Center Events: Speaker Series
Beth Warren and Ann S. Rosebery
(Chèche Konnen Center)
“What do you think Keenan means?” : Exploring Possible Meanings of
Explicitness in the Science Classroom
February 5, 2004
(left) and Ann S. Rosebery(right)'s
Beth Warren is co-director of the Chèche Konnen Center. For the past 13
years, in collaboration with teachers and researchers at the Center, Dr.
Warren has explored and documented the rich sense-making resources that
children from ethnically and linguistically diverse communities bring to the
study of science. She has also collaborated on the design, development and
study of an approach to teacher research that integrates teacher inquiry in
science with inquiry into children’s ideas and ways with words.
Ann S. Rosebery is co-Director of the Chèche Konnen Center. Her research
focuses on improving science learning and teaching for children from
ethnically and linguistically diverse communities. A central goal of this
work has been to document and characterize the range of intellectual
resources that these children bring to the study of science. Currently she
is collaborating with teacher researchers and Chèche Konnen staff to develop
innovative pedagogical practices that enable all children to understand and
use diverse sense-making resources to learn and to do science. Dr. Rosebery
was a middle school teacher for eight years.
Additional information about Ann and Beth's
work can be found at: http://projects.terc.edu/cheche_konnen
Abstract of presentation
Ever since the publication of Delpit’s
(1986) article, Skills and Other Dilemmas of a Progressive Black Educator,
the merits of progressive approaches to education, of which inquiry-based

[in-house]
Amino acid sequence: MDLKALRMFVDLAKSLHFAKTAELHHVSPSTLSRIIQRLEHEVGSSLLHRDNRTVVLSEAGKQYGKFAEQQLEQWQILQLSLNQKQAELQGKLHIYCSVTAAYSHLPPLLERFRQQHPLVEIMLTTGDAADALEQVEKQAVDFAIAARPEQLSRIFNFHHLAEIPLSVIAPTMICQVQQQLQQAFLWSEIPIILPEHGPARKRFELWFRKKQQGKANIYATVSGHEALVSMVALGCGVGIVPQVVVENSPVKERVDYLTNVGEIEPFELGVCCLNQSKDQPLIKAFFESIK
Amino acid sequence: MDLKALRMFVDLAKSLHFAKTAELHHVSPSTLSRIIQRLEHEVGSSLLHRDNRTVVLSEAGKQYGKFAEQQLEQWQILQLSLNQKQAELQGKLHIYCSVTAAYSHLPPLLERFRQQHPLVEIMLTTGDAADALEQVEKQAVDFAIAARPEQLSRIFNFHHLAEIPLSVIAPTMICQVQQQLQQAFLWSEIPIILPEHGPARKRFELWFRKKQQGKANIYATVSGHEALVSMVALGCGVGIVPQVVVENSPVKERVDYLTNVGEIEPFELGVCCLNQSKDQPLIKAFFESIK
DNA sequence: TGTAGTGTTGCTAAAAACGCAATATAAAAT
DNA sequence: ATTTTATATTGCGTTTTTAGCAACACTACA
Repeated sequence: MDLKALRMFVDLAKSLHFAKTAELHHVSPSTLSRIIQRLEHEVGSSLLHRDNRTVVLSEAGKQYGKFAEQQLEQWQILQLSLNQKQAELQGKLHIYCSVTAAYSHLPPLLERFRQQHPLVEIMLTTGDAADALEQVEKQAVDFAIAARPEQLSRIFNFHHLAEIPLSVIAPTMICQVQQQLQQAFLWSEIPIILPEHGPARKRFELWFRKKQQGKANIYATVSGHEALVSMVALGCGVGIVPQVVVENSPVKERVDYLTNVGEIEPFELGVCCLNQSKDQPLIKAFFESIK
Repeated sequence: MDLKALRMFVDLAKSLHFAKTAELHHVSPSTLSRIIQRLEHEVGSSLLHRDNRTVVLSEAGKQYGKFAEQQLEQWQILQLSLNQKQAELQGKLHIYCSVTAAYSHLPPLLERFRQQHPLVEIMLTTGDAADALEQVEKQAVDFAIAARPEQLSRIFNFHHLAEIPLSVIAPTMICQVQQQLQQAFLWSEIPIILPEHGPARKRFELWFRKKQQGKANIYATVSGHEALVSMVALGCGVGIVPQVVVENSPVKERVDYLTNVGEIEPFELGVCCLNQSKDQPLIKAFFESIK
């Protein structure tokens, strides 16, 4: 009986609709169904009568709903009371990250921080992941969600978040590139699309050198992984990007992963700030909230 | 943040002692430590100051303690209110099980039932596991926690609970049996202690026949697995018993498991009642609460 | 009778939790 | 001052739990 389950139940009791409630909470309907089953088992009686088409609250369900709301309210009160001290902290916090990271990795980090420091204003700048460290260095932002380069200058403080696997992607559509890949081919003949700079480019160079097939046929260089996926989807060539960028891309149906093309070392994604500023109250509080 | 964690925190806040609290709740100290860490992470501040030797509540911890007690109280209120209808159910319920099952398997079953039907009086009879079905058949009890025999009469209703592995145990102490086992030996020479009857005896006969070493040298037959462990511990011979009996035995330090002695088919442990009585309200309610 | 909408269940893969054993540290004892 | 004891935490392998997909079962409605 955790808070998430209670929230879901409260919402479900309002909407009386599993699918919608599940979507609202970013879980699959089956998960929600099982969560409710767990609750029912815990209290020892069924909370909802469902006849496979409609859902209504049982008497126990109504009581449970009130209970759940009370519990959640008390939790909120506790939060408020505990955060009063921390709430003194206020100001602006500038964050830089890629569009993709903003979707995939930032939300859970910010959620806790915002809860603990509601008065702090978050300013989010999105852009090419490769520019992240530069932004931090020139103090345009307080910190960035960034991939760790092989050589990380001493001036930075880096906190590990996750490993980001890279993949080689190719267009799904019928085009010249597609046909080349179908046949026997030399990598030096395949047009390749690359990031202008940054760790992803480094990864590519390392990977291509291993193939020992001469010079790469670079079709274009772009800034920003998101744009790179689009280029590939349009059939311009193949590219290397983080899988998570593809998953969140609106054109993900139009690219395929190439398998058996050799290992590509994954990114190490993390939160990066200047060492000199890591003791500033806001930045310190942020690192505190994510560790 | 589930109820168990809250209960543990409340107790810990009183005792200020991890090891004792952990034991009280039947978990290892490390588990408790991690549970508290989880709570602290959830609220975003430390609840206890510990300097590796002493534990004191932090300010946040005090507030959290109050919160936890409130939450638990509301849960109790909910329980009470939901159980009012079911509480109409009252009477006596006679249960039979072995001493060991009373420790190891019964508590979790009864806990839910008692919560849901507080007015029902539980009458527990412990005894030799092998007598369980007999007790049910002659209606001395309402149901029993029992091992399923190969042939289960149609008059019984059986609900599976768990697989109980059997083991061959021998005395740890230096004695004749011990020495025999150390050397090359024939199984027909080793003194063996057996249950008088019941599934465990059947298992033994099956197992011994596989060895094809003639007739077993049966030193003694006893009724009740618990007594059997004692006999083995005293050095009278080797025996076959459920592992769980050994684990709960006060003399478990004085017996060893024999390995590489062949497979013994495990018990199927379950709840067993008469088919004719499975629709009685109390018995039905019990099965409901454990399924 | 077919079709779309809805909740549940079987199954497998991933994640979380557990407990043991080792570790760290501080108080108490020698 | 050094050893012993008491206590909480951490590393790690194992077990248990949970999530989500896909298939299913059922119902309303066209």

science is one, have been the subject of heated debate. The heart of
Delpit’s argument is that progressive approaches, in their emphasis on
meaningful and guided immersion, actually hide a good deal of what is to be
learned, in particular, the norms, forms, and functions of argumentation,
explanation, interpretation, and representation characteristic of academic
Discourses. This emphasis, in turn, works to the disadvantage of children
from historically underrepresented groups. Delpit and others have argued for
the need for an explicit instructional focus on the forms of language and
thinking that characterize the “culture of power,” i.e., the ways of
talking, writing, and interacting that underlie participation and success in
school and in the workplace.
The debate spawned by Delpit’s work is
often framed in dichotomous terms: constructivist vs. explicit, direct
instruction. In our current research, we are investigating a different way
of framing this debate. In collaboration with teacher researchers in the
Boston and Cambridge, MA schools, we are investigating on the theoretical
side what “being explicit” means, and on the practical side, when, how, and
about what to be explicit in the science classroom. To address these
questions, we have been exploring new pedagogical practices that engage
children in taking up their own ideas and ways with words -- as well as
those of scientific disciplines -- as an explicit theme of discussion and
inquiry. In our talk, we will share what we are learning as well as emerging
questions and dilemmas using videotapes and transcripts from a combined
1st-2nd grade classroom and from our teacher research seminar.
Rosebery, A. (in press). ?What are we
going to do next?? A case study of lesson planning.[MS Word] In R.
Nemirovsky, A. Rosebery, B. Warren, B., and J. Solomon, (Eds), Everyday
Matters in Mathematics and Science: Studies of Complex Classroom Events.
Mahwah, NJ: Erlbaum.
Warren, B., Ogonowski, M. and Pothier,
S. (in press). ?Everyday? and ?Scientific?: Re-thinking Dichotomies in
Modes of Thinking in Science Learning.[MS Word] In R. Nemirovsky, A.
Rosebery, J. Solomon, and B. Warren, (Eds.), Everyday Matters in
Mathematics and Science: Studies of Complex Classroom Events. Mahwah,
Warren, B., Ballenger, C., Ogonowski,
M., Rosebery, A. and Hudicourt-Barnes, J. (2001). Rethinking diversity
in learning science: The logic of everyday sensemaking. [pdf] Journal of
Research in Science Teaching, 38, 529-552.